Why not give him the ball? It makes all the sense in the world.

The thing is, you can’t really make out a single word of what Green is saying to Durant, and at one point in their argument, you can see Durant shaking his head and smiling while Green is talking. When someone smiles during an argument, it’s never a good sign. You can also see Durant tell Iguodala, “I’m just trying to play basketball,” as if he were over the situation entirely.

As for Green, it took none other than DeMarcus Cousins to cool him off. You can see Cousins repeatedly tell Green, “Lock in.”

This has happened before

Green and Durant got into an animated discussion on the court in Durant’s first season with the Warriors during a Jan. 6 loss to the Grizzlies. The Warriors blew a 20-point lead that night, and Green was livid.

That argument stemmed from Durant opting to isolate on offense instead of moving the ball and creating offense for the entire team.

NBC Sports Bay Area’s Monte Poole wrote that Green used that moment as a teaching lesson for Durant, who was still learning his way through what the Warriors wanted to do in different situations. He’d been tasked with a heavy load of iso-ball in his years in Oklahoma City. Life in Golden State was different.

The previous possession ended with Durant, isolated against lumbering Memphis big man Zach Randolph, taking and missing a three-pointer from the top of the key.

That’s not what the situation called for, according to Green and others. The pick-and-roll had been successful most of the night, and it was there between Stephen Curry and Durant.

When Durant went away from it, Green not only explained that he shouldn’t have but also why he shouldn’t have.

But we’re now in Year 3, and Durant knows his role, as does everyone else. Durant’s role normally is to close out games when the team needs a basket down the stretch. Green took matters into his own hands, subsequently costing his team an opportunity at a game-winner in the fourth quarter.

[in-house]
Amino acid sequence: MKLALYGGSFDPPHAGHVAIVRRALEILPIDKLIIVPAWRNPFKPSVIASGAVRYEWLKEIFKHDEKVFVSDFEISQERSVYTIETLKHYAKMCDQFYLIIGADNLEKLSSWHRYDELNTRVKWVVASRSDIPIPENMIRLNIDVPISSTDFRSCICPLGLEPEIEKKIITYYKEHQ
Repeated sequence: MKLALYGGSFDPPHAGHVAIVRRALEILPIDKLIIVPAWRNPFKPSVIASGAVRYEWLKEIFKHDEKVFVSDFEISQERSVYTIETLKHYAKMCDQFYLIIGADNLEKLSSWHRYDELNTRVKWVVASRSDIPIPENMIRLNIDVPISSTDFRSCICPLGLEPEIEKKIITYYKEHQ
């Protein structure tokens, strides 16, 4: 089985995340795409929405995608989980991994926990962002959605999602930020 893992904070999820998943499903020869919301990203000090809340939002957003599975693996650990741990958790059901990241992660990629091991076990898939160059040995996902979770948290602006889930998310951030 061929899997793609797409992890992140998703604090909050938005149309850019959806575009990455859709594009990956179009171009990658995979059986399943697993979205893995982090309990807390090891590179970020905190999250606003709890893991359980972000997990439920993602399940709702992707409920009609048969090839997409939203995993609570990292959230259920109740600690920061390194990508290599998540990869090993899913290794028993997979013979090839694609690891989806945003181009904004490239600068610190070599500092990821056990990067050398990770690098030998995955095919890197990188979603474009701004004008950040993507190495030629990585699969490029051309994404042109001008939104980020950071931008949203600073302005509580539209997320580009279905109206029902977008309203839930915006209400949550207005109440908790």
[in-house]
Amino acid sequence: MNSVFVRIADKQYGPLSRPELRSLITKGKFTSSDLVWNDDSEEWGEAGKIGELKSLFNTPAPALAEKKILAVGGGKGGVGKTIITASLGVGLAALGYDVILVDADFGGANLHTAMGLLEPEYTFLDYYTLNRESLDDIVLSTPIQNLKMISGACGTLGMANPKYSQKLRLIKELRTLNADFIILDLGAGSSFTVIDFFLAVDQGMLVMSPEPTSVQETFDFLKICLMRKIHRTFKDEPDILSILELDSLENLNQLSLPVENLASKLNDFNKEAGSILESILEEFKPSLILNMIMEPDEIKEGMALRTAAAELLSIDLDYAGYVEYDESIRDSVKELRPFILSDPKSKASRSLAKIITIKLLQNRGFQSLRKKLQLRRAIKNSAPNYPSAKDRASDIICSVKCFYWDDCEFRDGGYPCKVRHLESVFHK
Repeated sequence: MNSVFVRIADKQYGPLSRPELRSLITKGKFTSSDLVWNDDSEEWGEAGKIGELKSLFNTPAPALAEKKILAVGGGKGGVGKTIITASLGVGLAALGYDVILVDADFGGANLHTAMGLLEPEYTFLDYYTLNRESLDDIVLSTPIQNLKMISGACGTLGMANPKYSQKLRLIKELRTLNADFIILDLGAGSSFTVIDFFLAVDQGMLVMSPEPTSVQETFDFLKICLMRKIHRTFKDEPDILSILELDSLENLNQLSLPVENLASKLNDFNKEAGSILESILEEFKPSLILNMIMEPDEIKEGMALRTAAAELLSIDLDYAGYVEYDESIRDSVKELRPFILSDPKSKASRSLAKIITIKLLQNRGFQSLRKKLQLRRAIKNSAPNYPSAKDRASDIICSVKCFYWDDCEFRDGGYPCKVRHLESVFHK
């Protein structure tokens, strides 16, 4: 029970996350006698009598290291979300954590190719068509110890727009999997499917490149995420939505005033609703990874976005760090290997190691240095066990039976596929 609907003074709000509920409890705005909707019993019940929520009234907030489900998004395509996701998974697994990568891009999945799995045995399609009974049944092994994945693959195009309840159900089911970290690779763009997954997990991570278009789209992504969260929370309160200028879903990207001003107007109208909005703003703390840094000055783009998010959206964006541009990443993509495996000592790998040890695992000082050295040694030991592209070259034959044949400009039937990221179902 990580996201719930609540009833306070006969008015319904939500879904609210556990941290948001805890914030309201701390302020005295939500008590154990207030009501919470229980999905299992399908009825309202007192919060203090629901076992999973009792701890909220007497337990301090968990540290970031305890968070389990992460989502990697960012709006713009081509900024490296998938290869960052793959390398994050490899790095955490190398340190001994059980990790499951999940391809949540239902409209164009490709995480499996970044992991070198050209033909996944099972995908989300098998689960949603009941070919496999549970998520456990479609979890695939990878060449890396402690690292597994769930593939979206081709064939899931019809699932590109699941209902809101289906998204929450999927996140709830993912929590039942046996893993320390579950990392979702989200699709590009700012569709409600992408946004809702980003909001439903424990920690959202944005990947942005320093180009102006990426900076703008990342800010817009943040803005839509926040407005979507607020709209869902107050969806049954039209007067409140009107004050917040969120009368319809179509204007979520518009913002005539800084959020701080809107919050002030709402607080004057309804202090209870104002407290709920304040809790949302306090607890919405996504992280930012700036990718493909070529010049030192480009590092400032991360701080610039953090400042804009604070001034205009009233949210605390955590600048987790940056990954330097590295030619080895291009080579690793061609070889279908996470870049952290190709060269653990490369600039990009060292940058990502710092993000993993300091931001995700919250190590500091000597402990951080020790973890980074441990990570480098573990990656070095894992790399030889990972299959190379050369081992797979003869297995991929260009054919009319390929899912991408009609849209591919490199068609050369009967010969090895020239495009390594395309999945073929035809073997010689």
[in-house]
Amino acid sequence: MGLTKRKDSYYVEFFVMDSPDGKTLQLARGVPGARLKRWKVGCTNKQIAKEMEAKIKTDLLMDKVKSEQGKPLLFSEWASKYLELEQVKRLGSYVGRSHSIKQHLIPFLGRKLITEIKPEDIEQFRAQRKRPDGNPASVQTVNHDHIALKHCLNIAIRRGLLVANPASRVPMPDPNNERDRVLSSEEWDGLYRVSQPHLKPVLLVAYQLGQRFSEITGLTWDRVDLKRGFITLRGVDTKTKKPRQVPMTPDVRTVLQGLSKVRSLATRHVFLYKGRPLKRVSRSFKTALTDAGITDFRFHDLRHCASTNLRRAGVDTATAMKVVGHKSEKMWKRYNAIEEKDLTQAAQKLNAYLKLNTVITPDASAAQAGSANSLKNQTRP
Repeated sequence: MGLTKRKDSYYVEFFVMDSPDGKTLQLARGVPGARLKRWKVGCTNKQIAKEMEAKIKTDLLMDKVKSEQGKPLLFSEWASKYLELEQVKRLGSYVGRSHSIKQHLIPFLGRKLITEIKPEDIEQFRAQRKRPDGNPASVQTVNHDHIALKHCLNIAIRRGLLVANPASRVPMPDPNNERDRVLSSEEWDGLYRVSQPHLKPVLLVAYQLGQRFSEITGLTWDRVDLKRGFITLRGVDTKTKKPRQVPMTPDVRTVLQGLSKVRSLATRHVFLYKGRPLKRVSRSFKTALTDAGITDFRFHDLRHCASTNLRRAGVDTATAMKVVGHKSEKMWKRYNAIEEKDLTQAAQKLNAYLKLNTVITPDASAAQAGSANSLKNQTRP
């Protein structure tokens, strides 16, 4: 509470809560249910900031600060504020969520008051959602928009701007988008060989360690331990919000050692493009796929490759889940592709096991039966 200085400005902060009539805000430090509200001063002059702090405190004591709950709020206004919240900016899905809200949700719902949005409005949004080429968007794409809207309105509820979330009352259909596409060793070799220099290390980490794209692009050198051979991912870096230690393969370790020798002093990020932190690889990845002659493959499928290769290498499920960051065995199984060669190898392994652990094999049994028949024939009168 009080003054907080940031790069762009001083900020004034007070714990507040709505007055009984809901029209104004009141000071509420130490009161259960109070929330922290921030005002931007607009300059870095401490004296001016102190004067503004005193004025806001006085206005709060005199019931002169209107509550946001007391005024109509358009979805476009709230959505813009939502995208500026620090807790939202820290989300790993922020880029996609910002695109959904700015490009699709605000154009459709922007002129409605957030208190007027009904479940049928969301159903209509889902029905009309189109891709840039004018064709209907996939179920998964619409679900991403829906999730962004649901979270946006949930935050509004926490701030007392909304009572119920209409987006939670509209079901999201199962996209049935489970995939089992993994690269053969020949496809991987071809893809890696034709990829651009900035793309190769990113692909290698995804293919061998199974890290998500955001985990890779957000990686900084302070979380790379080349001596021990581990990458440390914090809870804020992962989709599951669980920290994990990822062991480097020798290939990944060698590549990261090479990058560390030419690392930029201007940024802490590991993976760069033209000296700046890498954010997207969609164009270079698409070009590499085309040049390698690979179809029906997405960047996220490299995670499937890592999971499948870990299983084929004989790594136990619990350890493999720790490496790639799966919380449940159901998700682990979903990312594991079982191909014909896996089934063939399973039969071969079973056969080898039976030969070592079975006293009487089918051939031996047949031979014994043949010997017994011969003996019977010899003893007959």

Durant and Green also got into a heated argument on the sidelines during a February 2017 Warriors’ loss to the Kings, though according to The Athletic’s Anthony Slater, they watched the Super Bowl together the next day.

OK, so what does all of this mean?

First of all, the Warriors miss Stephen Curry a whole lot. He’s only missed two games with a groin injury, but this team is night and day without him.

Curry isn’t just Golden State’s leader on offense; he’s their emotional leader, too. Had he been on the court, the ball would have certainly made its way into his hands; and you can argue the Warriors wouldn’t have been in this predicament in the first place.

But this was a really bad look for a really good team, even if disagreements in the heat of the moment can be like this. Good teams shake off drama, and the Warriors are the standard of NBA excellence. Shaun Livingston called the exchange “just team spirit” after the game.

“Team spirit. Guys wanted a different outcome than what happened,” he said. “Obviously, Dray had the turnover, guys might have thought they were open or wanted the basketball, didn’t get it. Things happen like that in sports. But it was good to see some fire, some emotion.”

The Athletic’s Anthony Slater also reported that the locker room drama stemmed less from Green’s fumble of the final possession and more from his refusal to accept responsibility for the play.

But this felt uglier than your average inner-team tension.

It’s looking more and more likely that Durant is leaving Golden State this summer. The hints have been all over, from his reluctance to committing long-term, to his brother’s comments under his Instagram posts. Green chucking that last possession and the subsequent fallout only douses Durant’s looming free agency in lighter fluid.

After all, Durant left the locker room after Monday’s loss quietly without speaking to any reporters. Golden State’s biggest fear might be him leaving them in free agency the same way.